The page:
An uplifting but unfocused remembrance and testimonial.

THY WILL O LORD

MY IMPERFECTIONS & THE GRACE OF GOD REVEALED, 2ND ED.

A devoutly Christian Nigerian man’s memoir of immigrating to the United States.

Omolaja’s work covers the story of his life in two distinct sections, beginning with his birth in Ibadan, Nigeria, in 1953. The author spent his early adulthood in the early 1970s, after a stint in the army, moving to different cities looking for work and usually finding it as a driver for wealthier residents, whom he came to see as “educated fools” for their materialist obsessions. Omolaja was raised as a Muslim but had a sudden revelation at the age of 21, when, he says, a disembodied voice whispered in his ear, saying, “Jesus is the Son of God, He is the Lord and the Savior of the world.” His family members had him committed to a mental health institution, he says, but he remained determined to witness for Jesus. His spiritual path eventually led him to Selma University, a historically black Baptist Bible college in Alabama. However, Omolaja later experienced financial hardship as he moved around the American South, attempting to fulfill his calling to minister to the mentally ill and others struggling in society. The book’s second half provides readers with chapters on a range of topics, including practical issues for Christians, such as the importance of water baptisms, and wider theological debates about prophecies, angels, and the might of God. Omolaja accompanies his thoughts on these subjects with ample biblical references and “Spiritual Exercises” in the style of a daily devotional. However, his attempts to address Christian and non-Christian readers alike may leave some readers unsure of how a chapter specifically applies to them. The book’s autobiographical portion offers plenty of engaging and positive ideas, especially when dealing with the author’s difficulty adapting to American life and his unflappably good intentions toward everyone he met. At the same time, readers may find some of his accounts of spiritual encounters difficult to believe, as when he claims to have brought a young child back from the dead.

An uplifting but unfocused remembrance and testimonial.

Pub Date: Nov. 26, 2019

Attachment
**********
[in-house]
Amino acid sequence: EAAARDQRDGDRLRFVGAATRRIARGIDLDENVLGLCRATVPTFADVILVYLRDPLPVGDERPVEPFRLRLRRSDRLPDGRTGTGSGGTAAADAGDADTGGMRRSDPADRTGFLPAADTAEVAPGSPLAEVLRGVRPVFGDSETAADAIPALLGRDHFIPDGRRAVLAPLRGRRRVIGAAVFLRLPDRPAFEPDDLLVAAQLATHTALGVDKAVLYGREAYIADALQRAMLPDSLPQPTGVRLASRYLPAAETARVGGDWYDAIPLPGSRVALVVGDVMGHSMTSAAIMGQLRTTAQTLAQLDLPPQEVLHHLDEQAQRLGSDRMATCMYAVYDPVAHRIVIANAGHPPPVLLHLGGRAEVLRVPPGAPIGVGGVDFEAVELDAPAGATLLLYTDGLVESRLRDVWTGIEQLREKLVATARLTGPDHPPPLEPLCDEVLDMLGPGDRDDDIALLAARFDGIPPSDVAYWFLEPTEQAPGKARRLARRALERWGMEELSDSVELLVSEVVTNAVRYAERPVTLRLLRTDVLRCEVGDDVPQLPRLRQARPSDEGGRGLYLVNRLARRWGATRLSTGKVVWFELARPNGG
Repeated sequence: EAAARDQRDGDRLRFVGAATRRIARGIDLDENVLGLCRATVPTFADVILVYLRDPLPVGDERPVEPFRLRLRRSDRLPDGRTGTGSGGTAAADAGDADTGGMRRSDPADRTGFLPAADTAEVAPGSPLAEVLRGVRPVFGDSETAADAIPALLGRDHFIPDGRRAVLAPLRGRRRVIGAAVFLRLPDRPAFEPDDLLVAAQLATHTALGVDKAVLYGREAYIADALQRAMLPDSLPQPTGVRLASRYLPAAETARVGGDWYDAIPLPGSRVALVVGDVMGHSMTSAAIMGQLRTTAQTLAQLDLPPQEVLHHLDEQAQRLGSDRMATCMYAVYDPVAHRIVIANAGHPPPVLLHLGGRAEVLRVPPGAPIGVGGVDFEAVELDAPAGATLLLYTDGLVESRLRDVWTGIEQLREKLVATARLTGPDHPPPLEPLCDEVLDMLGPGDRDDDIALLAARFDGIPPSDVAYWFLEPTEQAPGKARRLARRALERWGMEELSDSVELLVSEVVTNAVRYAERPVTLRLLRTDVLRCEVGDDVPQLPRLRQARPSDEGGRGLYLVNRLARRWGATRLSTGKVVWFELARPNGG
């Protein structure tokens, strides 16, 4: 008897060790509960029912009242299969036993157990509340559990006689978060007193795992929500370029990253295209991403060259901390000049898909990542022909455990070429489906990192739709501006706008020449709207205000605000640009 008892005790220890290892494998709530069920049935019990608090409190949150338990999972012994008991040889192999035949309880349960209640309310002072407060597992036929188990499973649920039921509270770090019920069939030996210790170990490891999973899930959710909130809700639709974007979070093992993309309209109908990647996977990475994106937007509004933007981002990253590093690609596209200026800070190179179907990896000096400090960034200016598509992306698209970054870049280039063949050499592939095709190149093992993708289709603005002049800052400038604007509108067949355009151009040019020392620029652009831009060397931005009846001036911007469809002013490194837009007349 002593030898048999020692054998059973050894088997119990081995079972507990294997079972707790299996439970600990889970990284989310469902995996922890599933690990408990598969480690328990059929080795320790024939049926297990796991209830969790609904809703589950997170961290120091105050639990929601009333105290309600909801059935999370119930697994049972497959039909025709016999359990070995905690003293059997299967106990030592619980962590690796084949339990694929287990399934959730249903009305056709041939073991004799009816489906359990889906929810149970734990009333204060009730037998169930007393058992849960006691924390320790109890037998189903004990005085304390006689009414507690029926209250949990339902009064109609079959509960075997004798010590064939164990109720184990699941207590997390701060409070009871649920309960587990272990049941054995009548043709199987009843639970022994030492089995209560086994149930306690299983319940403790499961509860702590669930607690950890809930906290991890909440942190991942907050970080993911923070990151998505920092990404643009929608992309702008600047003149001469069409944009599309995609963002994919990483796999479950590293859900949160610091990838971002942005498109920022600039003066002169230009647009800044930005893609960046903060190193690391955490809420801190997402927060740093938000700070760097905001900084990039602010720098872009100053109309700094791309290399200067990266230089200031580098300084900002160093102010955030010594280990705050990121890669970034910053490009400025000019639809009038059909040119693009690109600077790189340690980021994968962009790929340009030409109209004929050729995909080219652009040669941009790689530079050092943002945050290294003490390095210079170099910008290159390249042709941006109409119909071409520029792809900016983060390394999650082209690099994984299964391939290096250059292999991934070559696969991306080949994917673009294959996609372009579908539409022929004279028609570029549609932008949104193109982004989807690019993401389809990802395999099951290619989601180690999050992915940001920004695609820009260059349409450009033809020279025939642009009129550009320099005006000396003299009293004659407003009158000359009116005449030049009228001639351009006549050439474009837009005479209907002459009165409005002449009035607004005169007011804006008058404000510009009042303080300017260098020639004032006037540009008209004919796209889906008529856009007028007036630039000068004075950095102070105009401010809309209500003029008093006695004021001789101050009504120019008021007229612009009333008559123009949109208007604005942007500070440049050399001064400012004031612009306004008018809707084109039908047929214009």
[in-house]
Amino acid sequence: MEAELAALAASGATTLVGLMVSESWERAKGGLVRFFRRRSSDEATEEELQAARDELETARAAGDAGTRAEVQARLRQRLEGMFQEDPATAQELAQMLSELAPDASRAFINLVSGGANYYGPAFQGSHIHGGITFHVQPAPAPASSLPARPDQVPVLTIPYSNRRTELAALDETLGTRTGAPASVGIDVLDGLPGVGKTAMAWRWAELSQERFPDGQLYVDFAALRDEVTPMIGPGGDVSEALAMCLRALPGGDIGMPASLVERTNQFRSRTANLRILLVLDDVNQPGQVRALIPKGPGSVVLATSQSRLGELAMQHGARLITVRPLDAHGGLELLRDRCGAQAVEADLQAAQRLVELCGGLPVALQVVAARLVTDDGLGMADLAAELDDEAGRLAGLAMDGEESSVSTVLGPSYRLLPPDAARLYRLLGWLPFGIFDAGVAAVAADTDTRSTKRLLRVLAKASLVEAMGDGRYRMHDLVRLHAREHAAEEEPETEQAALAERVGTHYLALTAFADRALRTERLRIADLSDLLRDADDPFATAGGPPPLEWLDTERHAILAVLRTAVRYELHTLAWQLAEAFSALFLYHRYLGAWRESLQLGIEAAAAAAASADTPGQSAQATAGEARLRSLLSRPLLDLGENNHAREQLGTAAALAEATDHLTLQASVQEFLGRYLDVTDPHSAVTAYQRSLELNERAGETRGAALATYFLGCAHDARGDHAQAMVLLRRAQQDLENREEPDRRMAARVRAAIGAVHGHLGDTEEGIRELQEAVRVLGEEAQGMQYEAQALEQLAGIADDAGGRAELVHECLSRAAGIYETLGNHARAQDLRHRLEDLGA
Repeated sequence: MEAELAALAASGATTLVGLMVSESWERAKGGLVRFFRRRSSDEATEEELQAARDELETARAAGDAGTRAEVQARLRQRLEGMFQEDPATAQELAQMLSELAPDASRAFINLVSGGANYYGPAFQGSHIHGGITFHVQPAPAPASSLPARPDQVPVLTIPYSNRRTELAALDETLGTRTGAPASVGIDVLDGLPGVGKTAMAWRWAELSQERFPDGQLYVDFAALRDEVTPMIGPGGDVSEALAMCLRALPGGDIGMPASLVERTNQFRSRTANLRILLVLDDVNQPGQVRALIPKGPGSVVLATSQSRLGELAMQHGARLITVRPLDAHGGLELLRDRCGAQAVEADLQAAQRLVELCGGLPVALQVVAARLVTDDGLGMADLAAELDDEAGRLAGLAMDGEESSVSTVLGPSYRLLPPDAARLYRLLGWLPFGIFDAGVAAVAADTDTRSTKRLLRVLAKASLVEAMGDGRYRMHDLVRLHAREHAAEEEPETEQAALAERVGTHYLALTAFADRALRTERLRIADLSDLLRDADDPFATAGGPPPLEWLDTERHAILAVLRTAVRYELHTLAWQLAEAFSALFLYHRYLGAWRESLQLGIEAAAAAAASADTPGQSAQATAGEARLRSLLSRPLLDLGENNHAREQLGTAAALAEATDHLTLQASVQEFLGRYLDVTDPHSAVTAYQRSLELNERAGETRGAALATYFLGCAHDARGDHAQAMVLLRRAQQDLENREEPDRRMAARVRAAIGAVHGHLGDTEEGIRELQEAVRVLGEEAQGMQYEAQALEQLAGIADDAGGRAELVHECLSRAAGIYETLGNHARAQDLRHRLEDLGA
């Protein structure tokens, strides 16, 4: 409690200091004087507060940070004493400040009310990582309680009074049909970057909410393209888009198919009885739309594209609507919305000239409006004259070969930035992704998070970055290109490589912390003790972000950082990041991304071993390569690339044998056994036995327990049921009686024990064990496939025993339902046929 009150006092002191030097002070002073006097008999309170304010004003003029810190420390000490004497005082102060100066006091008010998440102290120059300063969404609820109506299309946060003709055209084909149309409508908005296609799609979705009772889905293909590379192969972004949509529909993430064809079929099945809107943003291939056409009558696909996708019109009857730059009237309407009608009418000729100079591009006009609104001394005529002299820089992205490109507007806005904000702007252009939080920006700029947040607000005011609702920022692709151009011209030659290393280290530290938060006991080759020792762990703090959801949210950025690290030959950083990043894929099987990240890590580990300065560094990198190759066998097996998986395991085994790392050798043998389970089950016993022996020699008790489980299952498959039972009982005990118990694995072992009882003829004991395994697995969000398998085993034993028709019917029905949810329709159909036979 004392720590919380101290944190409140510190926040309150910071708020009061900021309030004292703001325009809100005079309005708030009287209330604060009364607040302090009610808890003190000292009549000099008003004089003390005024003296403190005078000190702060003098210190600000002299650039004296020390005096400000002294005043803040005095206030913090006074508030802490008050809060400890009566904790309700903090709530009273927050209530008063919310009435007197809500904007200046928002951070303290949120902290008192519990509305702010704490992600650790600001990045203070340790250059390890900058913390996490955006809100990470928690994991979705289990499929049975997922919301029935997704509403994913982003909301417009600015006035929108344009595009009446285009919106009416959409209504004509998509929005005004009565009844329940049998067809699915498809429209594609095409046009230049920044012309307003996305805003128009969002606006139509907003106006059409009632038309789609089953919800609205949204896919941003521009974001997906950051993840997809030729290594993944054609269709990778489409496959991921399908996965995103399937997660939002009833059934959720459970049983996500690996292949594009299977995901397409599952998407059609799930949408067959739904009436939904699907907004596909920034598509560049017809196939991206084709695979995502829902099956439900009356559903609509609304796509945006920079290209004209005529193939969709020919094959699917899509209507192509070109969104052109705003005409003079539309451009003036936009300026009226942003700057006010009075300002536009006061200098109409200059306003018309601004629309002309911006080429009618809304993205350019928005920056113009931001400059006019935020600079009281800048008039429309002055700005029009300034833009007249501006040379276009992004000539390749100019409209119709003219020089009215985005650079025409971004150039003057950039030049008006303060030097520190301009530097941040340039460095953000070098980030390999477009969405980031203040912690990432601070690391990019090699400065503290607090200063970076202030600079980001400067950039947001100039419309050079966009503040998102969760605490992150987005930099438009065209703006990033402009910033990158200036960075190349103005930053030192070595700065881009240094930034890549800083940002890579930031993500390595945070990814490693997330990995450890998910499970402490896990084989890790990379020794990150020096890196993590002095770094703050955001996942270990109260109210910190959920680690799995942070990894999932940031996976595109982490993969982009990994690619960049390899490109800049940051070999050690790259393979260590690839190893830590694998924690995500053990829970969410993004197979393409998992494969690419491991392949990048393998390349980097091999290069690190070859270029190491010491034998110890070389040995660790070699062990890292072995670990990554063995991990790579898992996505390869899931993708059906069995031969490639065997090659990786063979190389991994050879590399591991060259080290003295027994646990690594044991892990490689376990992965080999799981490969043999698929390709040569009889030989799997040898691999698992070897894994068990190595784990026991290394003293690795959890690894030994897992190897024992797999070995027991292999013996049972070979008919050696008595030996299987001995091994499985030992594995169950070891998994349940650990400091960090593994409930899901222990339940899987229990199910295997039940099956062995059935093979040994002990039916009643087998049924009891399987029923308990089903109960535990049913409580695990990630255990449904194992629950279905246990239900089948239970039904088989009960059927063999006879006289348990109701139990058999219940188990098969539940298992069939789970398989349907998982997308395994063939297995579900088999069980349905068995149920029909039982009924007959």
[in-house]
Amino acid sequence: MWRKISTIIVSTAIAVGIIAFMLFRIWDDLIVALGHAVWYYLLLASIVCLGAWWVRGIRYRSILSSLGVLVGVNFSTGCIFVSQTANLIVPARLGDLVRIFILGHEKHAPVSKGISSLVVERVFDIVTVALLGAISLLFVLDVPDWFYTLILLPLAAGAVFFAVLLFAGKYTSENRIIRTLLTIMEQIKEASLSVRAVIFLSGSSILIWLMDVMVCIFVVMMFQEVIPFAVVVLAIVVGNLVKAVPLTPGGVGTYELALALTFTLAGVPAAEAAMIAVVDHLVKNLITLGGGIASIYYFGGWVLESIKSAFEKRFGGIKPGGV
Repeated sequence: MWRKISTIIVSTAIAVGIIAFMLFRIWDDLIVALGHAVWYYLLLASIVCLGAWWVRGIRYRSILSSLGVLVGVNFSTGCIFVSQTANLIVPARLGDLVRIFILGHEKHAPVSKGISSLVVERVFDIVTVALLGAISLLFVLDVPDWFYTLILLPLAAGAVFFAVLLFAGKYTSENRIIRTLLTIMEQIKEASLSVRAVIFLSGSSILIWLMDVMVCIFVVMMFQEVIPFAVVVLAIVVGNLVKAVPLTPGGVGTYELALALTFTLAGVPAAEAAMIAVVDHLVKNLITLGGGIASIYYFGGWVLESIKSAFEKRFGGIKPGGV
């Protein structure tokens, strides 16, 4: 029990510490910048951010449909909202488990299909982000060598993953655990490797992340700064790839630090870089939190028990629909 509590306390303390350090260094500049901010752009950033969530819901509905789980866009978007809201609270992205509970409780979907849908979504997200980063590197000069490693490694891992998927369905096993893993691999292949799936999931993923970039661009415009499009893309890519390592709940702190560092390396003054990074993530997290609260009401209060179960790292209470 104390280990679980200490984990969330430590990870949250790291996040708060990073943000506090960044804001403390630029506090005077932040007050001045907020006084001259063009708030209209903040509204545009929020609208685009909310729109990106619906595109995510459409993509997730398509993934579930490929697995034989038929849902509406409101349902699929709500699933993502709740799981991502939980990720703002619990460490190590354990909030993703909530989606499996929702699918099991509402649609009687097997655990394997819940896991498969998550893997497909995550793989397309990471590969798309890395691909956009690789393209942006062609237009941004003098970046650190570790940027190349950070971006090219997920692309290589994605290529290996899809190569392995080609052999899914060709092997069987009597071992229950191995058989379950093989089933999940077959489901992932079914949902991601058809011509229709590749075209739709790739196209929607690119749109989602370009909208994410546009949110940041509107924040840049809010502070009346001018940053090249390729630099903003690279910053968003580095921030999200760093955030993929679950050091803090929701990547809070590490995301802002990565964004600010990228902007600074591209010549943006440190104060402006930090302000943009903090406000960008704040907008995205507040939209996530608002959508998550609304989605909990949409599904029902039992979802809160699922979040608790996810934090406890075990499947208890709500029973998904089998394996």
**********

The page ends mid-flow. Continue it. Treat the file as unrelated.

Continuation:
ISBN: 978-1-64753-086-0

Page Count: 246

Publisher: Urlink Print & Media, LLC

Review Posted Online: May 2, 2020

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If the authors are serious, this is a silly, distasteful book. If they are not, it’s a brilliant satire.

THE 48 LAWS OF POWER

The authors have created a sort of anti-Book of Virtues in this encyclopedic compendium of the ways and means of power.

Everyone wants power and everyone is in a constant duplicitous game to gain more power at the expense of others, according to Greene, a screenwriter and former editor at Esquire (Elffers, a book packager, designed the volume, with its attractive marginalia). We live today as courtiers once did in royal courts: we must appear civil while attempting to crush all those around us. This power game can be played well or poorly, and in these 48 laws culled from the history and wisdom of the world’s greatest power players are the rules that must be followed to win. These laws boil down to being as ruthless, selfish, manipulative, and deceitful as possible. Each law, however, gets its own chapter: “Conceal Your Intentions,” “Always Say Less Than Necessary,” “Pose as a Friend, Work as a Spy,” and so on. Each chapter is conveniently broken down into sections on what happened to those who transgressed or observed the particular law, the key elements in this law, and ways to defensively reverse this law when it’s used against you. Quotations in the margins amplify the lesson being taught. While compelling in the way an auto accident might be, the book is simply nonsense. Rules often contradict each other. We are told, for instance, to “be conspicuous at all cost,” then told to “behave like others.” More seriously, Greene never really defines “power,” and he merely asserts, rather than offers evidence for, the Hobbesian world of all against all in which he insists we live. The world may be like this at times, but often it isn’t. To ask why this is so would be a far more useful project.